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NASCAR Cup: Dale Earnhardt Jr. plans to go out on his own terms

Dale Earnhardt Jr. announces his retirement from Monster Energy NASCAR Cup Series competition (effective at the end of the 2017 season) during a press conference at Hendrick Motorsports on April 25, 2017 (photo courtesy of Getty Images for NASCAR).

Dale Earnhardt Jr. announces his retirement from Monster Energy NASCAR Cup Series competition (effective at the end of the 2017 season) during a press conference at Hendrick Motorsports on April 25, 2017 (photo courtesy of Getty Images for NASCAR).


After Hendrick Motorsports announced via press release Tuesday morning that 14-time Monster Energy NASCAR Cup Series Most Popular Driver, Dale Earnhardt Jr., would be retiring from full-time competition in the Cup Series as season’s end, Earnhardt held a press conference Tuesday afternoon to give specifics on his retirement, such as his reasoning for making the decision.

Earnhardt missed the entire second half of the 2016 season because of a concussion. It was the second time he was sidelined by concussion-like symptoms, as he also missed a couple of races in 2012. Last year, as he recovered, he detailed his long and difficult recovery will the public, via social media. During his press conference on Tuesday, the driver explained that returning for the 2017 race season and the call to retire at the end of the year is a way for him to go out on his own terms.

“As you know, I missed a few races last year, and during that time, I had to face the realization that my driving career may have already ended without me as so much getting a vote at the table,” Earnhardt said.  “Of course, in life,  we’re not promised a vote, and that’s especially true in racing, but during my rehab, I was given something else that I wasn’t accustomed to, and that was time — time to understand what’s important to me, time to realize the incredible support system I have in my wife, my team, and my doctors, and time to work like hell to wrestle back some semblance of say‑so in this whole matter.  So that became my motivation — the opportunity to stand here at this podium to announce my choice rather than some fate that was decided for me. In that regard, the race car wasn’t my goal, it was merely the vehicle that got me here today. Now planning my exit this way gives me the chance to publicly thank those who made the last 18 years possible.”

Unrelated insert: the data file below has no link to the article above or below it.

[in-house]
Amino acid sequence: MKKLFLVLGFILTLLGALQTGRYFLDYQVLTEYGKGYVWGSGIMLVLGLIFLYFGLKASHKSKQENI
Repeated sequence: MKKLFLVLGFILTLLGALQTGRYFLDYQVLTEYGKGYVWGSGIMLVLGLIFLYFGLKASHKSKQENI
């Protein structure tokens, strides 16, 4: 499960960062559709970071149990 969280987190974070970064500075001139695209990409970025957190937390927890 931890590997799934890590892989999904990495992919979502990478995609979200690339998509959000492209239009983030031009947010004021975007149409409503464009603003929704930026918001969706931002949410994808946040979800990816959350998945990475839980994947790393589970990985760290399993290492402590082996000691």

At the start of the 2017 season, with his current contract with Hendrick Motorsports set to expire at season’s end, Earnhardt publicly stated that he was putting off contract negotiations until a couple months into the season, to gauge his performance and health. During his press conference on Tuesday afternoon, he disclosed that he informed car owner Rick Hendrick on March 29 of his plans to retire.

Earnhardt isn’t completely stepping away from NASCAR competition at the end of 2017, though. He will continue as co-owner of the NASCAR Xfinity Series team that bears his name JR Motorsports, and he’s still slated to drive an NXS car for his own team in at least two races next season.

“I don’t see myself really detaching from NASCAR,” Earnhardt said.  “My intention is still to be involved in the sport on some level.  In fact, I still have two Xfinity races to run for JR Motorsports in 2018, so even after this season is over, you’ve not seen the last of me on the racetrack.  But more than that, I want to be a part of the future of this sport for many, many years to come.”

After winning two Busch (now-Xfinity) Series championships in 1998 and 1999 and running five Winston (now-Monster Energy NASCAR) Cup Series races in 1999, Earnhardt moved to the Cup Series full-time in 2000. He won two-points-paying races and became the first rookie winner of the All-Star Race that year, but lost out to Matt Kenneth in the battle for 2000 Winston Cup Series Rookie of the Year.

Earnhardt started his NASCAR career with the family-owned Dale Earnhardt Inc., remaining with the team started by his father, the late Dale Earnhardt, through the 2007 season. In 2008, he moved to Hendrick Motorsports. DEI and HMS are the only two teams for which Earnhardt has driven in his NASCAR career. To date, he has 603 starts at the Cup level, resulting in 26 wins — including two Daytona 500 victories — 149 top-fives and 253 top-10 finishes.

So far in 2017, eight races into the 36-race season, Earnhardt has one top-five — a fifth-place showing at Texas Motor Speedway. That finish also his his only top-10, so far, this season.

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Posted by on April 26, 2017. Filed under Breaking News,Featured,NASCAR. You can follow any responses to this entry through the RSS 2.0. You can leave a response or trackback to this entry

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